California Penal Code Section 487 PC: Grand Theft
1. Definition and Elements of the Crime
- The theft involves a loss in excess of $950
- The item stolen is a car or a gun
- OR the item stolen was physically and directly taken off of a person.
In many cases, grand theft may be shoplifting where the sum of the items taken exceeds $950. This is fairly common in many higher-end luxury department stores, where stealing a few articles of clothing can easily result in grand theft by larceny charges. To prove grand theft by larceny, the following elements must be present:
- The defendant took someone else's property.
- He or she did so without the owner's consent
- The defendant intended to take this property away from the true owner when he or she seized it
- The defendant moved or kept the property
- AND the value of the property exceeded $950, the property was a firearm or automobile, OR the property was taken directly off the person of someone else.
To prove grand theft by false pretense, the following elements must exist:
- The defendant knowingly and intentionally deceived a property owner by false or fraudulent representation or pretense
- The defendant did this intending to persuade the owner to let the defendant have ownership and possession of property
- The owner let the defendant have this property because he relied on the defendant's representation or pretense
- AND the property in question was worth more than $950
To prove grand theft by trick, the following elements must be present:
- The defendant obtained property he or she knew belonged to someone else
- The property owner consented to the defendant's possession of the property because of the defendant's use of fraud or deceit
- When the defendant obtained the property, he or she intended to take it permanently from its owner
- The defendant kept the property for any length of time
- The owner did not intend to transfer ownership of the property to the defendant
- AND the property in question was worth more than $950
To prove grand theft by embezzlement, a prosecutor must be able to establish the following elements:
- An owner entrusted his or her property to the defendant
- The owner did so because he or she trusted the defendant
- The defendant fraudulently converted or used that property for his or her own benefit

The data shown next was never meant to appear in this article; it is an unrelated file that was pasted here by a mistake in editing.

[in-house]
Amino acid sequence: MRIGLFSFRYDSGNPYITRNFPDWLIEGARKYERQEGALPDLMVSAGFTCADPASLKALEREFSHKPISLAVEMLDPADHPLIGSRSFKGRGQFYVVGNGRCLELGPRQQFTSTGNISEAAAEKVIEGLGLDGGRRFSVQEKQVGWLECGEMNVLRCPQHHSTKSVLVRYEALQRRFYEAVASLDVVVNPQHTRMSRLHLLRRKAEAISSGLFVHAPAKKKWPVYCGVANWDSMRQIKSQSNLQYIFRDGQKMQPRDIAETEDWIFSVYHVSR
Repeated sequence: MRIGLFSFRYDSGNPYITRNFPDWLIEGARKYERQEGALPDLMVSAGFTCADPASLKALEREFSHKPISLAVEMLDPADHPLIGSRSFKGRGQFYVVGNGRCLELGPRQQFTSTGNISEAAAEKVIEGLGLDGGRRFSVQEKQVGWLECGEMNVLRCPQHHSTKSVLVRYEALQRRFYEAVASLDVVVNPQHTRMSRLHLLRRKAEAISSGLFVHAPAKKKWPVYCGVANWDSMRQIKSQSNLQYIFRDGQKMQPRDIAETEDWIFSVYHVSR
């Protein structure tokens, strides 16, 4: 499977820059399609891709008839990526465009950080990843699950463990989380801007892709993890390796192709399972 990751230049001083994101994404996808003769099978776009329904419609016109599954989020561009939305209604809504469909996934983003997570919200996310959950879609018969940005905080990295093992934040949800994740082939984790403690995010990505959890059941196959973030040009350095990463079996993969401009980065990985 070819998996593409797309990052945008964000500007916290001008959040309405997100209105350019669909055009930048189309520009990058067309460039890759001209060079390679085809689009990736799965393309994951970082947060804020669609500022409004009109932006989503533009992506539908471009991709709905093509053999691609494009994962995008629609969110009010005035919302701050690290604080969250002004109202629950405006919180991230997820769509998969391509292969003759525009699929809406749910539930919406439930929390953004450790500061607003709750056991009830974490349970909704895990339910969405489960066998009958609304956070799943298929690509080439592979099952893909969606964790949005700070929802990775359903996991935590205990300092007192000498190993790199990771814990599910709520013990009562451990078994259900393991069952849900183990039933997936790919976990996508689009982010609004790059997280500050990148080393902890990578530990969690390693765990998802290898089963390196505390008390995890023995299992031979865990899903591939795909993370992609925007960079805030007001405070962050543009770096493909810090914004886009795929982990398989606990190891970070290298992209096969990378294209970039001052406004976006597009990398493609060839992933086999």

- When the defendant did this, he or she intended to deprive the owner of its use
- AND the property in question was worth over $950
2. Related Offenses
Other similar or related offenses include:
- Petty Theft - California Penal Code Section 484 PC
- Grand Theft Auto - California Penal Code Section 487(d)(1) PC
- Burglary - California Penal Code Section 459 PC
- Robbery - California Penal Code Section 211 PC
A woman goes into a high-end department store and shoplifts a couple of items of clothing. She is stopped by loss prevention while exiting the store and is later shocked to learn that the value of clothing taken was $1000. She could be charged with grand theft even though she was shoplifting and only stole a few items, as the value of the theft exceeded $950.
A man offers to take his friend's old automobile to the junkyard for him and then give him the proceeds of the sale minus a small finder's fee. The automobile barely runs and is worth approximately $500. The man takes the car and sells it to the junkyard, but keeps the entire $500 for himself. This man could be prosecuted for grand theft, because even though his theft involved less than $950, it involved an automobile which automatically makes it grand theft.
4. Defenses to Grand Theft
Grand theft requires that the defendant unlawfully intended to take another's property. There are many situations in which this taking may be done inadvertently. When this occurs, the defendant may be able to raise an accident defense.
Grand theft is a "wobbler" offense that can be filed as either a felony or a misdemeanor. If convicted of a misdemeanor, a defendant can be sentenced to up to a year in jail in addition to costly court fines. If sentenced as a felony, the defendant can face up to three years in prison. If the item stolen is a firearm, the offense is always a felony that is punishable by up to three years in prison in addition to being considered as a "strike" under California's Three Strikes law.
Depending on the value of the property stolen, there may be penalty enhancements that can be added to any sentence for grand theft. If the value of the property was more than $65,000, an additional year in prison can be added to any sentence. If the property value exceeded $200,000 an additional two years may be tacked on to any sentence. If the value of property stolen was in excess of $1,300,000, an additional three years can be added. And if the value of the theft exceeded $3,200,000, the defendant may face an additional four years in prison.
6. Criminal Defense for Grand Theft Cases
If you or someone you know are facing grand theft charges, it is very important that you discuss your options with a Los Angeles Criminal Defense Attorney right away. As a former Deputy District Attorney with over 14 years of prosecutorial experience who was previously assigned to the Los Angeles County District Attorney's elite Major Fraud Division, Los Angeles Criminal Defense Attorney Michael Kraut is highly experienced at dealing with large-scale theft cases. Mr. Kraut is highly respected by law enforcement and prosecutors and often his early involvement in a case may preclude charges from being filed altogether.
For more information about grand theft, and to schedule your free consultation, contact Los Angeles Criminal Defense Attorney Michael Kraut at the Kraut Law Group located at 6255 Sunset Boulevard, Suite 1520, Los Angeles, CA 90028. Mr. Kraut can be reached 24/7 at 888-334-6344 or 323-464-6453.